Around the city, all sorts of groups and people became involved. One group did yoga by candlelight, Miss Vanessa did a drag show by torchlight; there was even a wedding by candlelight. 20,000 to 30,000 people were expected to take part. But in the end, 2.2 million people participated, or 56 percent of the Sydney population. The following year, 58 percent took part.

"One of the reasons Earth Hour has been so successful is because anyone can take part and it’s self-policing. We want it to be about hope not despair, and for the initiative to have a street party rather than a street protest feel," explains Andy.

Andy says the broad global support for the event has created a "visual mandate for governments to lead in the area of climate change. As individuals, we can only do so much; to really cut emissions, we need government policy."

"The beauty of Earth Hour is that it is really the first time the entire world has been able to vote on how they feel about climate change; anyone from kids upward can vote with their light switch on Earth Hour day. It really shows the community wants action on climate change," he says.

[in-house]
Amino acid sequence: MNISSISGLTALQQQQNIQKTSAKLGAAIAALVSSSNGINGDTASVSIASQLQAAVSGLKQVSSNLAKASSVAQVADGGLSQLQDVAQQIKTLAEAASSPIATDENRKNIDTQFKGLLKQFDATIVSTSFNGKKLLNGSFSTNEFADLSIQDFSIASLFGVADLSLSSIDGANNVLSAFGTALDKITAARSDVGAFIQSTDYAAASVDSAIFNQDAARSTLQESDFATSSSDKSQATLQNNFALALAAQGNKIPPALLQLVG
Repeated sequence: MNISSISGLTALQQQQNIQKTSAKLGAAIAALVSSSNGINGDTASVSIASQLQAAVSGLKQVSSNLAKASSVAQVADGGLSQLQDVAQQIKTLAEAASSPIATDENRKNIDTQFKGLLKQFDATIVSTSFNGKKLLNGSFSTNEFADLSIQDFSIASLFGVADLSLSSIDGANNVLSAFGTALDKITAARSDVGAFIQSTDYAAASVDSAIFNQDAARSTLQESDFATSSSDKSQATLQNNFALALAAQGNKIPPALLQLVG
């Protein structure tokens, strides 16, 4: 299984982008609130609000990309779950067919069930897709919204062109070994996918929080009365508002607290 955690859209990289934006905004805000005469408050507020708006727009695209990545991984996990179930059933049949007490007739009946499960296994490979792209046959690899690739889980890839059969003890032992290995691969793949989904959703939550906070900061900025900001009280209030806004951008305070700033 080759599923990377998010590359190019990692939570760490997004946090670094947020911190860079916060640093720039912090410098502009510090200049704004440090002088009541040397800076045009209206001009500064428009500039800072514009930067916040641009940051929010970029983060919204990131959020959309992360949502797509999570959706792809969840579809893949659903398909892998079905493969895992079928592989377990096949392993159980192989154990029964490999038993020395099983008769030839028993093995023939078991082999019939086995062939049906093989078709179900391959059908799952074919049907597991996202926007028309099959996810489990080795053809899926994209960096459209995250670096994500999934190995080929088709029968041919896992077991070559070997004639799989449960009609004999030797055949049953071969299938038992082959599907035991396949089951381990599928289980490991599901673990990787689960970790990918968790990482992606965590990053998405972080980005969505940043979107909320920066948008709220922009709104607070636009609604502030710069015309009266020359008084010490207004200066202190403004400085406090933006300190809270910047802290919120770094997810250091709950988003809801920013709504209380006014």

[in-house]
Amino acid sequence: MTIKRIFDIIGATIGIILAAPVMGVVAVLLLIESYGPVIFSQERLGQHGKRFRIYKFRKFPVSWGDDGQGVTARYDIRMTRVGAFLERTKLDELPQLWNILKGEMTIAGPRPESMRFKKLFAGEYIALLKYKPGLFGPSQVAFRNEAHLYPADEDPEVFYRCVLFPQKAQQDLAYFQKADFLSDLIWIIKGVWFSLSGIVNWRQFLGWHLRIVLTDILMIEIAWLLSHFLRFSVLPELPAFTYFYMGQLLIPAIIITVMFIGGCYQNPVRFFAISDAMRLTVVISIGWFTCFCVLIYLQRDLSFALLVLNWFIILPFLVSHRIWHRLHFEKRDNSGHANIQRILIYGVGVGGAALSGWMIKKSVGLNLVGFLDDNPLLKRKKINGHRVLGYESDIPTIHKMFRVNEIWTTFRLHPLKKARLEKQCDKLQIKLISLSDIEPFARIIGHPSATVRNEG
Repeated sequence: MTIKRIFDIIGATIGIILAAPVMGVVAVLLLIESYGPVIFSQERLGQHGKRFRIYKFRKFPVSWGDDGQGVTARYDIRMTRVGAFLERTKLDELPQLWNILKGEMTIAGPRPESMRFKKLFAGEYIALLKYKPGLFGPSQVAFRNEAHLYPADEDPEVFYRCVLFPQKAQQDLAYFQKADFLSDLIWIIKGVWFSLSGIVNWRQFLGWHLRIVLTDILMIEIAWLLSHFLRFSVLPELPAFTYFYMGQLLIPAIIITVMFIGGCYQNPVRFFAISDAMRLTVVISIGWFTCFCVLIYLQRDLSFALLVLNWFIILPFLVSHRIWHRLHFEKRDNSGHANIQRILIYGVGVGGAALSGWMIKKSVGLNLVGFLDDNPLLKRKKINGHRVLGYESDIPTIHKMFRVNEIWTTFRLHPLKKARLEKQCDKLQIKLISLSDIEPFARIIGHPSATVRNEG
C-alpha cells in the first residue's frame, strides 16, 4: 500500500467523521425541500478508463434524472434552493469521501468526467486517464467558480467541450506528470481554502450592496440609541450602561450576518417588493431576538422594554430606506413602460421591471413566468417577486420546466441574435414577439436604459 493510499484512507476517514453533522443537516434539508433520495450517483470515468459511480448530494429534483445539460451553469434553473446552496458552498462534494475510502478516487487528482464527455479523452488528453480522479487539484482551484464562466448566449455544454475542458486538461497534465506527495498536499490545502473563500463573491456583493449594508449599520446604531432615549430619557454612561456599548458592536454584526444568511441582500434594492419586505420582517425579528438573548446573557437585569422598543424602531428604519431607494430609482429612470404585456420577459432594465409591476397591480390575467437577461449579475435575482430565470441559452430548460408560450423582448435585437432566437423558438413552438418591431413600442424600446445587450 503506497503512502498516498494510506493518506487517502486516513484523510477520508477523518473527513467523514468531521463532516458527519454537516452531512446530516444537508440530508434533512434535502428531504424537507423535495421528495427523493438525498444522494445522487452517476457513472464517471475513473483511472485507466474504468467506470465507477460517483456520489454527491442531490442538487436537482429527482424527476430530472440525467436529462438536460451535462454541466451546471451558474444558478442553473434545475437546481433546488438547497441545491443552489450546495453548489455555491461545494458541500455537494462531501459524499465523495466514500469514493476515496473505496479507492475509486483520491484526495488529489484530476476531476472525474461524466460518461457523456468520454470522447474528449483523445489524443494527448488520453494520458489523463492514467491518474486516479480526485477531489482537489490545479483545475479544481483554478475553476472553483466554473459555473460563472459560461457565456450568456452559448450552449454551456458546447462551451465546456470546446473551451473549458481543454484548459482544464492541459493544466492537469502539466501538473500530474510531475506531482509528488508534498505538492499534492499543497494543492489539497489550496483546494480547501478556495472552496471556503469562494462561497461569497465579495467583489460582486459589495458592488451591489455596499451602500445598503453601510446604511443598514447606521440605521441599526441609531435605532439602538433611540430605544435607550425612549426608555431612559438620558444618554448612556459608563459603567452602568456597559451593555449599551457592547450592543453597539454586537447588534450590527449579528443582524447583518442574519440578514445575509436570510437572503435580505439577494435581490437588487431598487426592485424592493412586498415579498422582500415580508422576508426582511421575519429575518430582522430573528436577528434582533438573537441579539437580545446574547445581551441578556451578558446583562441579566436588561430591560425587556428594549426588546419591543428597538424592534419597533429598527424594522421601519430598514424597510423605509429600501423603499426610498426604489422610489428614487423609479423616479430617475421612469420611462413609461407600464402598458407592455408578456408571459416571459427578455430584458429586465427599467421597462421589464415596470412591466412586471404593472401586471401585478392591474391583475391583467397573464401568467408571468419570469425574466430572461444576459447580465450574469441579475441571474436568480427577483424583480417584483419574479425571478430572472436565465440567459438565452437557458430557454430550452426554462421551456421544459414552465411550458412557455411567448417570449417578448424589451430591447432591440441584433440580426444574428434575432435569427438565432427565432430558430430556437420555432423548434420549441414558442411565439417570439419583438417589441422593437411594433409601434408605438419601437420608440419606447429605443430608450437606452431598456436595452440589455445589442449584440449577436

In 2008, only the second year in Earth Hour’s history, 50 to 100 million people around the world switched off their lights for one hour, the biggest voluntary power down in history. More than 370 cities, towns and municipalities took part in more than 35 countries across seven continents, including Antarctica, across more than 18 different time zones.

The future

A team of 9 full time staff co-ordinates Earth Hour globally, backed by a small team of secondees and volunteers. There are also individual teams in the various countries that participate, with more than one team in some countries. WWF leads most of these teams, although other environmental organisations are also involved.

At the moment, the global team is concentrating on this year’s historic Copenhagen Climate Summit in December, which will replace the existing Kyoto protocol on climate change.

"We recently announced that the City of Copenhagen will play host to a single-city Earth Hour on 16 December at 7.00pm to focus attention on the overwhelming support for effective climate action demonstrated by hundreds of millions of people during this year’s Earth Hour," says Andy.

The Earth Hour team has also launched a world first social mapping platform aimed at further illustrating this global mandate. The new ‘Show Your Vote’ platform enables supporters to show their Vote for Earth (over global warming) online by pinpointing their location on a Google Map and uploading text, images and video about why they are voting.

"It’s a great example of using technology to allow companies, community groups and ordinary citizens to influence the outcome of the most important decision human society has ever faced," says Andy.

"The platform provides a unified global voice around the need to act at Copenhagen. I hope it’s also an opportunity for people to reflect on the fact the future is in our hands," he says.

‘Show Your Vote’ can be found at

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The Author

Andrew Sedger

Andrew Sedger, Director of Communications | Earth Hour Global Team